Bishop McNamara (MD) 2023 guard Jeremiah Quigley. [MARCUS HELTON]
2021-22 IN REVIEW: The Mustangs enjoyed one of their most successful seasons in years, sharing a piece of the Washington Catholic Athletic Conference regular season title and reaching the WCAC title game. McNamara started 11-0 and at one point was ranked the No. 1 team in the DC area by The Washington Post.
They struggled with injuries in the second half of the year and suffered a series of heartbreaking defeats down the stretch, including losing three straight games in the final second (like, with literally less than a second remaining) before closing with a 77-65 victory over Gonzaga at the Alhambra Catholic Invitational Tournament earlier this month.
“I have a very resilient group, and that’s one thing I’m really proud of,” BMHS coach Marty Keithline said at the ACIT in Cumberland, Md. “Obviously, we lost three heartbreakers in a row - the WCAC Championship Game and the two here. We had a little meeting last [Friday] night just talking about being resilient, and I’m very proud of them for that. We’ve been that way the whole year; it's probably one of my best defensive teams ever, giving up low 40’s, high 40’s in some games; low 50’s. So I’m very proud of that.”
McNamara star 2022 center Favour Aire said the Mustangs’ success was no surprise to him.
“I”m always a guy that believes in my team,” he said. “I’d put us against Montverde, I’d put us against Oak Hill. Whatever team it is, I trust my team against them. But coming into the season, I don’t think a lot of people believed that we could go through with what we did this year. We got off to a good start - I think we were 11-0 - and then we played DeMatha and we lost by 27. So I think at that point, everybody stopped believing in us; everybody started doubting us and stuff like that. But at the end of the day, by the grace of God and trusting the coaching staff and my teammates, we made it to the finals. We lost on a buzzer-beater, and it’s not what we wanted, but at the end of the day, we hadn’t been there in what, 27 years? So it was good to at least show that we’re changing the culture.
“I love this team to death and coming in next year, I’m not going to be here but I believe they’ll be in the championship again next year. So hopefully the people that doubt us can have a change of heart.”
KEY DEPARTURES: McNamara will need to replace four seniors, but none bigger - literally and figuratively - than the 6-foot-10 Aire, who is headed to the University of Miami. Aire arrived in the United States from Nigeria in 2017 and transformed himself into one of the best big men in program history. He eclipsed the 1,000th career point mark in McNamara’s opening game at Alhambra, and also surpassed former Pitt standout Talib Zanna as the school’s all-time leading rebounder earlier this season.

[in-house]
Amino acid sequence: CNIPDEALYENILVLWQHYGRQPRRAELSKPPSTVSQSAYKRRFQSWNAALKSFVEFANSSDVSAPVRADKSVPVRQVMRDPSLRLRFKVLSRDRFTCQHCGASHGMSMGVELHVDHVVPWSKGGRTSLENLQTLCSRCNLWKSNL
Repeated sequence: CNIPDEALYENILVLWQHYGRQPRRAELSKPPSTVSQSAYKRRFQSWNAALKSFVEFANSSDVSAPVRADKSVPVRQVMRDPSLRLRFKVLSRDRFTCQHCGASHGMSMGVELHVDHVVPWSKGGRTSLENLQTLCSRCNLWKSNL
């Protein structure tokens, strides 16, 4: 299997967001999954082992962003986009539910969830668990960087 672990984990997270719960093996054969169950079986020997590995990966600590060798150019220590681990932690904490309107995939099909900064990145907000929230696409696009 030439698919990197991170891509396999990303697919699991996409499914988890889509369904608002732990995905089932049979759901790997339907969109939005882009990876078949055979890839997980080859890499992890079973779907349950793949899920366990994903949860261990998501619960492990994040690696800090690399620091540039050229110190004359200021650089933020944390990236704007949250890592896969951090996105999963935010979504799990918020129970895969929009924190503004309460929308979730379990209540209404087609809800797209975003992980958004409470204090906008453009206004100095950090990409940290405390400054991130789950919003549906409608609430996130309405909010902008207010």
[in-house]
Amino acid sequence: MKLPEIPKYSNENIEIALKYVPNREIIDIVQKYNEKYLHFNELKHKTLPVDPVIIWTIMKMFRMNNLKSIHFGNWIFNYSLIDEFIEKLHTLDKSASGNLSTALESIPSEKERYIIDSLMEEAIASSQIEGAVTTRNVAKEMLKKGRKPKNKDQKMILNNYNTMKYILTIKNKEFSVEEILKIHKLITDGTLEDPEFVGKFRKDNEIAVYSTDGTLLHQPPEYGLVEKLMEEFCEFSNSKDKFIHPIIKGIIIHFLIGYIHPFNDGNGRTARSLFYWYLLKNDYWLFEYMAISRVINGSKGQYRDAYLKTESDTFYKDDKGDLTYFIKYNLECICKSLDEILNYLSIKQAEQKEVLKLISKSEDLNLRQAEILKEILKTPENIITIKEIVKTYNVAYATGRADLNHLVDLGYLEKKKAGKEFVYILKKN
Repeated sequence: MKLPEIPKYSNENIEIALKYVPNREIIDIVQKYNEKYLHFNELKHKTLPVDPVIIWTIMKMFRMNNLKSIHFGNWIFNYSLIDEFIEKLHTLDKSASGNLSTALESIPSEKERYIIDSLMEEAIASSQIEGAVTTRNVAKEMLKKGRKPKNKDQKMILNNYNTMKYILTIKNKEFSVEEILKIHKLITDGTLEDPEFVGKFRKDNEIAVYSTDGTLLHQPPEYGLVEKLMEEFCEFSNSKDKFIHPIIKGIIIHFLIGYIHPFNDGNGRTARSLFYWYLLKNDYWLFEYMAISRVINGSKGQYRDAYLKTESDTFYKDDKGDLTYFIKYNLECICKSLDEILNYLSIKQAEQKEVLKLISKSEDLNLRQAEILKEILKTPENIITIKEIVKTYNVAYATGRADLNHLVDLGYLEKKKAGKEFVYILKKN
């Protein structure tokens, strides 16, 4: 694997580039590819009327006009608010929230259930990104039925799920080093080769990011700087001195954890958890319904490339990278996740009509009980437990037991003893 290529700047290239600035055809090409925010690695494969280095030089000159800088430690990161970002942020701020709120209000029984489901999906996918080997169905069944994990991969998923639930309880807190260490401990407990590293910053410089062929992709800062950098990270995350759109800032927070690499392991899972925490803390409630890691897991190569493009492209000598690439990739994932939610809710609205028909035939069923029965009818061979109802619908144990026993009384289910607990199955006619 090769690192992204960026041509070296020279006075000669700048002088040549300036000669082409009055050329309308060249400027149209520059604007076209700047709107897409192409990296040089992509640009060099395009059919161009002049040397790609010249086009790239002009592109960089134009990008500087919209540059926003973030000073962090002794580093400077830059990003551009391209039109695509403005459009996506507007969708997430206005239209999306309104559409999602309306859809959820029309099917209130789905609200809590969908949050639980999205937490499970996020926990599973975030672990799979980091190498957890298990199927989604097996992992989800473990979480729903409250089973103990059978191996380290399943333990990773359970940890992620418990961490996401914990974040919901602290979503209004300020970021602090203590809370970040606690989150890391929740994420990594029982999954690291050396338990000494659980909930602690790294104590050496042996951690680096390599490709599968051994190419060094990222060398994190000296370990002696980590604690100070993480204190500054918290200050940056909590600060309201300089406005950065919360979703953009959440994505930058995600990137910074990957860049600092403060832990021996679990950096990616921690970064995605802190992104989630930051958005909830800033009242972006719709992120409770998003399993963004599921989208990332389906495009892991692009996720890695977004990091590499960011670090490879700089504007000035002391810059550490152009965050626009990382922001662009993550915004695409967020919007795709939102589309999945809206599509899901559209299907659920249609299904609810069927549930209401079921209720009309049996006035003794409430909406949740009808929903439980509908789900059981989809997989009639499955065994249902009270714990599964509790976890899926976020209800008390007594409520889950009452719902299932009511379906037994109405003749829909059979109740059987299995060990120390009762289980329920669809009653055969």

KEY RETURNEES: The Mustangs have a deep and talented collection of guards, and that should again be a strength.
Standout 2023 guard Jaden Johnson should be back healthy after missing time with a foot injury. Fellow 2023 guard Jeremiah Quigley is back, along with 2023 guards Chase Lawton and Jhace Johnson. 2024 guard Martin Somerville emerged as a key contributor in his first year after transferring from Georgetown Prep. 2025 guards Jaren Curtis and Ben Chandler showed a lot of promise. 2023 guard Jabari Smith, Bruce Black, Jaden Davis and AJ Woodard are all slated to return as well. 6-foot-3 2024 forward Miles Hancock is the only size back in the frontcourt, so adding players there will be key.
“I’m very excited,” Keithline said. “Obviously I have three starters back in Chase Lawton, Jaden Johnson and Jeremiah Quigley, so I’m very excited for them. We have some other guys who are building to try to get some minutes, and we have a lot of returning guards so I’m excited for them. They had a lot of minutes this year, so they learned how to play under pressure.”
RETURNING PLAYER SPOTLIGHT: JEREMIAH QUIGLEY, 2023 GUARD
Quigley had a breakout season for the Mustangs in his first year after transferring from DeMatha, serving as a strong complement to Jaden Johnson and shining in a lead guard role when Johnson was lost for the year with a foot injury.
“I had to get used to it,” Quigley said of his transition, “but Bishop McNamara as a family let me in and I fit right in, and it just went how it went. … The key was to stay the course and stay myself. I knew I could do it, I just had to stay down for it.”
The 6-foot Quigley impressed with his speed and toughness all year, using his quickness very effectively to attack the basket and finish or find open teammates.
“The strength of my game is probably using my speed and getting downhill," he said, "and I can finish very good at the basket. And I have a very good pull-up game - still working on my 3-ball. But that’s basically my game. [Speed] is always something I’ve had. Everybody always said I had a natural quick first step.”
Overall, Quigley said he was happy with his first year in a McNamara uniform, and hopes to replicate the success as a senior next season.
“I feel very good; as a team, I think we played well,” he said. “We were actually first in the conference but we tied with PVI - that was an accomplishment. We got invited here [Alhambra], and we hadn’t been invited here in years, so that was an accomplishment. So we made some history this year.”